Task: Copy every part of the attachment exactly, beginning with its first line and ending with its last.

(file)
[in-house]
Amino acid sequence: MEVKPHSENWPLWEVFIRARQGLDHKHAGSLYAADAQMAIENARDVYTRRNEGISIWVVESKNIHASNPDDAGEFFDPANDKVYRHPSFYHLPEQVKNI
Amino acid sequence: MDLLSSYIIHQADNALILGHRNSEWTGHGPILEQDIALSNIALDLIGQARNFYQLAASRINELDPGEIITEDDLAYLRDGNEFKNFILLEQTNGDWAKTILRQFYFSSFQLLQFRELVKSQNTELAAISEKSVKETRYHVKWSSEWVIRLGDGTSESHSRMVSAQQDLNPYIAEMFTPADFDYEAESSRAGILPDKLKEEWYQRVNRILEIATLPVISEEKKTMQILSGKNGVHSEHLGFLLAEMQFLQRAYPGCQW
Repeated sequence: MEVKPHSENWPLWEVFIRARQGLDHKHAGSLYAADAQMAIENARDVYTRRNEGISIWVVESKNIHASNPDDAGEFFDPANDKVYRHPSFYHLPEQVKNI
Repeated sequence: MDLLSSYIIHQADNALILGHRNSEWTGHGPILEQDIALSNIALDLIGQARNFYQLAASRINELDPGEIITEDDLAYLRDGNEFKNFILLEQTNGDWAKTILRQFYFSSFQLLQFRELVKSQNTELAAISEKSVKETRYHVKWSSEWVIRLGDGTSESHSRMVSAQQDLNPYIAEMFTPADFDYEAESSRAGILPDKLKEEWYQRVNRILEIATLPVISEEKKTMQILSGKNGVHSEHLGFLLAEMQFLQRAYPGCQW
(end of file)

[in-house]
Amino acid sequence: MEVKPHSENWPLWEVFIRARQGLDHKHAGSLYAADAQMAIENARDVYTRRNEGISIWVVESKNIHASNPDDAGEFFDPANDKVYRHPSFYHLPEQVKNI
Amino acid sequence: MDLLSSYIIHQADNALILGHRNSEWTGHGPILEQDIALSNIALDLIGQARNFYQLAASRINELDPGEIITEDDLAYLRDGNEFKNFILLEQTNGDWAKTILRQFYFSSFQLLQFRELVKSQNTELAAISEKSVKETRYHVKWSSEWVIRLGDGTSESHSRMVSAQQDLNPYIAEMFTPADFDYEAESSRAGILPDKLKEEWYQRVNRILEIATLPVISEEKKTMQILSGKNGVHSEHLGFLLAEMQFLQRAYPGCQW
Repeated sequence: MEVKPHSENWPLWEVFIRARQGLDHKHAGSLYAADAQMAIENARDVYTRRNEGISIWVVESKNIHASNPDDAGEFFDPANDKVYRHPSFYHLPEQVKNI
Repeated sequence: MDLLSSYIIHQADNALILGHRNSEWTGHGPILEQDIALSNIALDLIGQARNFYQLAASRINELDPGEIITEDDLAYLRDGNEFKNFILLEQTNGDWAKTILRQFYFSSFQLLQFRELVKSQNTELAAISEKSVKETRYHVKWSSEWVIRLGDGTSESHSRMVSAQQDLNPYIAEMFTPADFDYEAESSRAGILPDKLKEEWYQRVNRILEIATLPVISEEKKTMQILSGKNGVHSEHLGFLLAEMQFLQRAYPGCQW